program is making great strides in improving the health and well-being of our city’s
residents. Last year over 200 people participated in the program with 69 percent
demonstrating improved health and wellness screenings.
For 16 years, members of the motorcycle group, the Liberty HOG Chapter,
have delivered holiday cheer to our pediatric patients and their families at The
Bristol-Myers Squibb Children’s Hospital at Robert Wood Johnson University
Hospital. Last fall’s ride was a perfect day, and more than 700 cyclists brought over
2,000 toys – including 18 XBOX systems donated by Capco. Santa and Mrs. Claus
were along for the ride and hand-delivered toys to patients currently hospitalized.
It is so important for our children to experience the magic, wonder, and excitement
of Christmas, Hanukkah, and the winter holidays while they are hospitalized, and
groups like the Liberty HOGs and Capco make it all possible. The Liberty HOG toy
run is our largest toy donation, and we are very grateful for the generosity the group
has shown us year after year.
Beads of Courage for Our Children
The Amanda Styles Cirelli Foundation was established in memory of Amanda, who
passed away at age 29 from a rare form of cancer. As a teacher and aunt, her deep
love of children inspired the Foundation’s mission to provide funding for cancer
research as well as resources to help children during hospitalization. One of the
programs they have sponsored at The Bristol-Myers Squibb Children’s Hospital at
Robert Wood Johnson University Hospital is “Beads of Courage.” Pediatric patients
are given special beads to mark each milestone in their treatment; as the beads grow
they become visible symbols of strength and provide a positive coping mechanism for
children and families. The beads also provide a tangible object that children can use
to talk about their experience during treatment and after. They are bright, colorful,
and beautiful reminders of the courage these children embody every day.
The Impact of Your Gifts
The RWJ University Hospital
Foundation Board of Trustees
Jack Borrus, Chairman
Dina Karmazin Elkins, Vice-Chair
Lee Livingston, Treasurer
Brett Tanzman, Secretary
Stroke survivor Garry Goldberg
Life-Saving Training
Johnson & Johnson employee Garry Goldberg suffered a stroke while at work.
Luckily a colleague had been trained in all the signs and symptoms of stroke and
was able to immediately get Garry the help he needed. The Comprehensive Stroke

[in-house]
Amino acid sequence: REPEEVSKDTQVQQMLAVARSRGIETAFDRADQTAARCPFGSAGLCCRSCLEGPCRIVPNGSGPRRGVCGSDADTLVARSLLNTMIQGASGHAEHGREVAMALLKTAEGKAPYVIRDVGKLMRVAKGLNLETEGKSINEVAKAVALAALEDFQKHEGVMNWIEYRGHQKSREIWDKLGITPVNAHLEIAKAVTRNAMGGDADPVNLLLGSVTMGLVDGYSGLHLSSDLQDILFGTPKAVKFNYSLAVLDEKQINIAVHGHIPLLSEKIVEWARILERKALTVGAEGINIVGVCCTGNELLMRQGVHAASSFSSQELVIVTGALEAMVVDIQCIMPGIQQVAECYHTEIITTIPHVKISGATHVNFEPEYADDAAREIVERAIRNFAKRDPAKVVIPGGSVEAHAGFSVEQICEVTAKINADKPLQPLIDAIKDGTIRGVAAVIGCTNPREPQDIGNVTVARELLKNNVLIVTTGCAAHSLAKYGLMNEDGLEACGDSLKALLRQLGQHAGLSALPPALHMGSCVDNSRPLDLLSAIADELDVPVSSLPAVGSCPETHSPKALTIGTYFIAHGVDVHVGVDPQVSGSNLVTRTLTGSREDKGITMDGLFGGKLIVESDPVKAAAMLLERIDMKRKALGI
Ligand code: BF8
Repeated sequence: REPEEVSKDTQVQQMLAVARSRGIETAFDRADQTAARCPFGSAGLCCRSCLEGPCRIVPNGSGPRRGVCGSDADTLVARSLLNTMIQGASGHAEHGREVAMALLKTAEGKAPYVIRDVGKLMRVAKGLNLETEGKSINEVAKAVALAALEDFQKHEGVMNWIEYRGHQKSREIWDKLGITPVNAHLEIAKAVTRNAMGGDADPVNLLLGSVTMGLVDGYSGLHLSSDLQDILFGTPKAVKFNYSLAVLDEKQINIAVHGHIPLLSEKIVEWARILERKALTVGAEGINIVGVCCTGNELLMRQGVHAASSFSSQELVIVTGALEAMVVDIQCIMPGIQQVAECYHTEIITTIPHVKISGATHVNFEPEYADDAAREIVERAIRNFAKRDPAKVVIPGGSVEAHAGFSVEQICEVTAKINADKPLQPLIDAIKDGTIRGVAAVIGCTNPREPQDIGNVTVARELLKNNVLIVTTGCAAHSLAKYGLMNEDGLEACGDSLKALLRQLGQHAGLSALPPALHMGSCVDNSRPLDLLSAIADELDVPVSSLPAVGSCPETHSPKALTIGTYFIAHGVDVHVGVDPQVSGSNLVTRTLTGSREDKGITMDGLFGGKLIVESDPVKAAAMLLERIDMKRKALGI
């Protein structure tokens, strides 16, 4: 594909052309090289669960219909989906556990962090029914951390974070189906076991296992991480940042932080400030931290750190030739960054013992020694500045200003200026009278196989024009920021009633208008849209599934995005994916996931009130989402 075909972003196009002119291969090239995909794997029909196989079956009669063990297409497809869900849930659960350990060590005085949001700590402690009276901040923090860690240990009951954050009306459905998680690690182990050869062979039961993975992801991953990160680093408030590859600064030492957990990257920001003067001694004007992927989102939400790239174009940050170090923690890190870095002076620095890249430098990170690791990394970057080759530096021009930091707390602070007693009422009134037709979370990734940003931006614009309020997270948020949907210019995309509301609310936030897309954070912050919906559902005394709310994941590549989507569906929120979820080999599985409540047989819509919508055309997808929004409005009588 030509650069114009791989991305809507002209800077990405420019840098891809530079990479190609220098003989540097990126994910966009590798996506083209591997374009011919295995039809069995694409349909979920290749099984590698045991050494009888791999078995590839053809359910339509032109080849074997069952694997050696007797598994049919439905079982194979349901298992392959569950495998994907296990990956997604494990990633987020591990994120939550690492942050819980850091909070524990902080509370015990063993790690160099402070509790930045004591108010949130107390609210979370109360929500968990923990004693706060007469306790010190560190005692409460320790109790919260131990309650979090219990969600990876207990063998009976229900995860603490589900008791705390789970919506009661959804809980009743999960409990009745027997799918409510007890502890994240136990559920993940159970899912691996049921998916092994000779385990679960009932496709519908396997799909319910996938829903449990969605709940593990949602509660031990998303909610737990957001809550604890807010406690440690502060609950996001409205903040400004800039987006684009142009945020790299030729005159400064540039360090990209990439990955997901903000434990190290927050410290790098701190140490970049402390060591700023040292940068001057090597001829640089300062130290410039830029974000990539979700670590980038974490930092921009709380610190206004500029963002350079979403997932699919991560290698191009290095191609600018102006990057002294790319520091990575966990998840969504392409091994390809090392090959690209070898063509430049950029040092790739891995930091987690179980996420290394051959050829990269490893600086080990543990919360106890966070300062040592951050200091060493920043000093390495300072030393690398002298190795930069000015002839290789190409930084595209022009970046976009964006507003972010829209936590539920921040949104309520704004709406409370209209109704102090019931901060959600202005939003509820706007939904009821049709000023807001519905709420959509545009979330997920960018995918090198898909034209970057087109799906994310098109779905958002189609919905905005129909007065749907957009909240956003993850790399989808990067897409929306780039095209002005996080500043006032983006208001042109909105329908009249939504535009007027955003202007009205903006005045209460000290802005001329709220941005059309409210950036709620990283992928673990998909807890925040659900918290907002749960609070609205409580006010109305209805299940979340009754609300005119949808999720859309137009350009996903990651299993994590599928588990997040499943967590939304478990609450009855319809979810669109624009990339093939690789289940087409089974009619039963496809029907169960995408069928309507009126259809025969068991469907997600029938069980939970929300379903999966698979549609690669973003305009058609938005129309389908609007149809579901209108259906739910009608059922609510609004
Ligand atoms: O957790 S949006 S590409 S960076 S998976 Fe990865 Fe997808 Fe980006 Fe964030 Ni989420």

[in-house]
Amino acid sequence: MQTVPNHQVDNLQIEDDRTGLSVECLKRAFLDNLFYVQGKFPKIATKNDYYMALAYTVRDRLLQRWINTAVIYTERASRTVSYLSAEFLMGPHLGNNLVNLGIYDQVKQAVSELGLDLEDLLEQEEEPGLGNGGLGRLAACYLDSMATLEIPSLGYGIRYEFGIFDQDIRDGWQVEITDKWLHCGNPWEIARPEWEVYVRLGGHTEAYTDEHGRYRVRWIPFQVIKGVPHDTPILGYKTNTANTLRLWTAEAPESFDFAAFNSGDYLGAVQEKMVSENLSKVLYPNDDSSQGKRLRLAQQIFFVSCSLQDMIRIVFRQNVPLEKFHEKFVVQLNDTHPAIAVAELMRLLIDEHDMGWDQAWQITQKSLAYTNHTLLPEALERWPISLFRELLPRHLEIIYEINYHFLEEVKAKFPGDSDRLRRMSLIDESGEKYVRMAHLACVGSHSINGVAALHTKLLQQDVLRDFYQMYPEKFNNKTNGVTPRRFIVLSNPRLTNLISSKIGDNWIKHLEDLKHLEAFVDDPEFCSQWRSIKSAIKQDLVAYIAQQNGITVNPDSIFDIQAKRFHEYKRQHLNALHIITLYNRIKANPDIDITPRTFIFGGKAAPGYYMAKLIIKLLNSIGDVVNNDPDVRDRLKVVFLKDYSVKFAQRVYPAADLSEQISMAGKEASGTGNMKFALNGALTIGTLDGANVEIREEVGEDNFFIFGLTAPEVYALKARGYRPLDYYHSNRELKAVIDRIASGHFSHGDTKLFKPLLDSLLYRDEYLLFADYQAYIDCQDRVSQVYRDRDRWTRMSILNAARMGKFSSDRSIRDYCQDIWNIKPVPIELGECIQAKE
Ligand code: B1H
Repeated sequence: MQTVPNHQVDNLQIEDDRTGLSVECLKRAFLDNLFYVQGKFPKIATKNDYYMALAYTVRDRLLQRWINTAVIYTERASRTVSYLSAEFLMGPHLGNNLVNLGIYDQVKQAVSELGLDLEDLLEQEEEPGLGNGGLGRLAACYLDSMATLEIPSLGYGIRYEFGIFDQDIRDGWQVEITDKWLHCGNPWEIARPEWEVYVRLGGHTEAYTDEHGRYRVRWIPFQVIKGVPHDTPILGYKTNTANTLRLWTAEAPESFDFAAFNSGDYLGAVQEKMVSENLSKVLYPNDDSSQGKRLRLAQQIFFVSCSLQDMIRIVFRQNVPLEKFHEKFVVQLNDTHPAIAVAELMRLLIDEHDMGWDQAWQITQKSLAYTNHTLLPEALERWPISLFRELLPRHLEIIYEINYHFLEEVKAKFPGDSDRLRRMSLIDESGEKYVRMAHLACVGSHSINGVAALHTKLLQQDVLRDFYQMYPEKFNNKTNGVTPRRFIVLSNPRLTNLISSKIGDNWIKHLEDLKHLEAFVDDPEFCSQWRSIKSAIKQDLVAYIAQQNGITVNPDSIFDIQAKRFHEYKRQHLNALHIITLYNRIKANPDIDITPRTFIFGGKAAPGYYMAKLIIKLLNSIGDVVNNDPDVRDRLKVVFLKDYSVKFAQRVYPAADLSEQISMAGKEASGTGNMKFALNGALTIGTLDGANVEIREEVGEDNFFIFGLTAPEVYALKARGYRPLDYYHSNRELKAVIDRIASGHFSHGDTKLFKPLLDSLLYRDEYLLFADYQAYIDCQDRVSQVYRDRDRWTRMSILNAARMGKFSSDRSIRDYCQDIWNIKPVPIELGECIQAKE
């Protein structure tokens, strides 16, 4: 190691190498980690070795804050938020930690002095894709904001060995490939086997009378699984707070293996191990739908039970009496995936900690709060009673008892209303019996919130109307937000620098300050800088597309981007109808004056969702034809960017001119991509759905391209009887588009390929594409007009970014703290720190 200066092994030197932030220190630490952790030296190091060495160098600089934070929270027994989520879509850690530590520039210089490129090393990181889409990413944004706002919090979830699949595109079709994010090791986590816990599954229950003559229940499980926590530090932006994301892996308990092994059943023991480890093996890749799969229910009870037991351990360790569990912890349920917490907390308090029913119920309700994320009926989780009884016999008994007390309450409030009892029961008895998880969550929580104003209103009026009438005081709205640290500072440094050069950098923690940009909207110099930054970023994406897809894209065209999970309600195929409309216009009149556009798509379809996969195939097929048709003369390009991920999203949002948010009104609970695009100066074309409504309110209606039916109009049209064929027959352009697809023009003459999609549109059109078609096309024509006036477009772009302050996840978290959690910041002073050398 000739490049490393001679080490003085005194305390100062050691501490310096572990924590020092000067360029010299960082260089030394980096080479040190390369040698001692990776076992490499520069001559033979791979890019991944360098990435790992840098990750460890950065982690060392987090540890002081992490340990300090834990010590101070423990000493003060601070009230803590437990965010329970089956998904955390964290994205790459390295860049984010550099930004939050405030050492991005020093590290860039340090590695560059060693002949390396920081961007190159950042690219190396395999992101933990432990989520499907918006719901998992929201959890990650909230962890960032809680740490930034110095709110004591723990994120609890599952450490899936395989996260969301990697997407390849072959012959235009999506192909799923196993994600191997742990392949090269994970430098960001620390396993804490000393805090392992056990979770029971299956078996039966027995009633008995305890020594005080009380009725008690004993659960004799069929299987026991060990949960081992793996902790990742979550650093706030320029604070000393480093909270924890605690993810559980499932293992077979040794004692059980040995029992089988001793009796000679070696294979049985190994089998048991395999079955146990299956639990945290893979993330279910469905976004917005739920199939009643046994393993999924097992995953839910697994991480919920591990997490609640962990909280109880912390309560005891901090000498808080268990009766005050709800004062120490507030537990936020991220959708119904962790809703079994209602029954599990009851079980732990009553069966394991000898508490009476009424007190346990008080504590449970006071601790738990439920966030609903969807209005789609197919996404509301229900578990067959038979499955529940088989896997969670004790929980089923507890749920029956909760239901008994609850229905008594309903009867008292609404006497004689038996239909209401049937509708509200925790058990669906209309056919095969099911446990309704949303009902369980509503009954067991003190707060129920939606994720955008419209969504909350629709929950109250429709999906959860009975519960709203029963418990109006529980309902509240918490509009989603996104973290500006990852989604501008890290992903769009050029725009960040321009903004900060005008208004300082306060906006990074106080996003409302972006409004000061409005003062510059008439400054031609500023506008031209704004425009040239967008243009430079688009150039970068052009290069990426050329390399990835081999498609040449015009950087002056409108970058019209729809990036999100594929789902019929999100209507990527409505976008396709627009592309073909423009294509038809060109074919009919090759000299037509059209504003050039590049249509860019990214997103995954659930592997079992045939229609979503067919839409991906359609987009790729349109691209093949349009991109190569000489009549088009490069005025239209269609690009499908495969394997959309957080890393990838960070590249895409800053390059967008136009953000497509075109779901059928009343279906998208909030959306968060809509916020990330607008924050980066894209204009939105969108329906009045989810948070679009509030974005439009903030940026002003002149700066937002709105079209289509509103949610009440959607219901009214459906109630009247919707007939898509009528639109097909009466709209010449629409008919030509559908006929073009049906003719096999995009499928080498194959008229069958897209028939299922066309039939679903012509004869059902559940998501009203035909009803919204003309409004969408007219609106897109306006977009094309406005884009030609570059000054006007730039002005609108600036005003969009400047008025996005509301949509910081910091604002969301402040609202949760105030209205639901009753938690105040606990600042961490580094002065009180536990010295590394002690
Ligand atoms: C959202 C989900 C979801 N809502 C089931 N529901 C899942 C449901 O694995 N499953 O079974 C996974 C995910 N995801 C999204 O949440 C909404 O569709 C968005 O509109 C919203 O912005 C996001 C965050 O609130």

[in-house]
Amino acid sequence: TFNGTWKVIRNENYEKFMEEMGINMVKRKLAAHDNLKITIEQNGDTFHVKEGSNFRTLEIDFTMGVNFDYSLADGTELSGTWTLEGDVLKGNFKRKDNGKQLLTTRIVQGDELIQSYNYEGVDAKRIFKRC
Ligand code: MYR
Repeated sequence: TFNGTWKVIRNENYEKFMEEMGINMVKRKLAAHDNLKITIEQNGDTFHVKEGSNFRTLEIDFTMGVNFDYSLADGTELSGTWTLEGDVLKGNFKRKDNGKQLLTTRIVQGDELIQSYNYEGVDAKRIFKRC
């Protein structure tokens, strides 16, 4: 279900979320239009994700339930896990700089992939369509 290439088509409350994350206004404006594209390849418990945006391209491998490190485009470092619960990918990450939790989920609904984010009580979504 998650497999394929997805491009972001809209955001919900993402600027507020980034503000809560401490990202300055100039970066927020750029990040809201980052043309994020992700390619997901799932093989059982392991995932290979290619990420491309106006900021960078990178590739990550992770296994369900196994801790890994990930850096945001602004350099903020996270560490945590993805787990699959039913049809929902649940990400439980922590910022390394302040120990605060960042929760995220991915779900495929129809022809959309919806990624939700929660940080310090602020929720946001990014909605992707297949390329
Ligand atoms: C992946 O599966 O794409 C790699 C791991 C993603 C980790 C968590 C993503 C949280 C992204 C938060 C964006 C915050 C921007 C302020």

Center at Robert Wood Johnson University Hospital was ready for Garry’s arrival
and fortunately, he made an amazing recovery – in large part due to the quick
thinking of his well-trained friend. Garry wanted to pay it forward and support
stroke-awareness programs that train people like his coworker. So Garry made a
donation, along with a match from Johnson & Johnson, to the Advanced Stroke
Life Support (ASLS) program, which certifies nurses, EMTs, and other medical
personnel to become trainers in stroke-awareness, who then in turn teach others
to recognize and react to the symptoms of stroke. Support from donors like
Garry, as well as corporate partners, is helping to grow not only the training we
provide to other healthcare workers, but also to support educational programs and
professional development for the Comprehensive Stroke Center as a whole.
Brian D. Agnew, Ex-officio
Joseph Anastasio
Ronald Berman
Gil Blitz
Robert Ciatto
Elliot Cohen
Claire Drain, Ex-officio
Vicente H. Gracias
Harold Herbert
John Hoffman
Phil Holzer
Stephen K. Jones, Ex-officio
Ann Koeppe
Ana Madan
Michael Maroney, Jr.
Kevin T. McNamara
Glenn Mekles
Jack Morris, Ex-officio
Michael Nissenblatt
Gerald M. Ostrov
Herbert H. Raiffe, Emeritus
David M. Rauch
Norman Reitman
Ronan Ryan
Domenick Salvemini
William R. Walsh, Emeritus
RWJ University Hospital Foundation
10 Plum Street, Suite 910
New Brunswick, NJ 08901
The RWJ University Hospital
Foundation Staff
Brian D. Agnew
Senior Vice President for Development,
Robert Wood Johnson University Hospital
Corporate Chief Development Officer,
Robert Wood Johnson Health System
Lisa Johnson
Administrative Director of Foundation
Jane Cope
Director of Prospect Management and
Michael Wargo
Director of Corporate and Foundation
Cheryl Lintner
Assistant Director of Donor Relations
Jessica Alfrey
Manager of Development Events and
Andrea Peine-Ardila
Manager of Foundation Operations
Shawna Rodgers
Manager of Annual Giving
Saleena Marria
Development Officer
Shari Mitchell
Grant Writer
Ann Buttitta
Major Gift Officer
Christopher Street
Major Gift Officer
Viviana Martinez
Development Assistant
Mariam Salih
Gift Processing and Research Assistant
Kim Zavistoski
Executive Assistant
Phone: (732) 937-8750
Fax: (732) 418-8379
[email protected]
10 Plum Street, Suite 910
New Brunswick, NJ 08901

Similar documents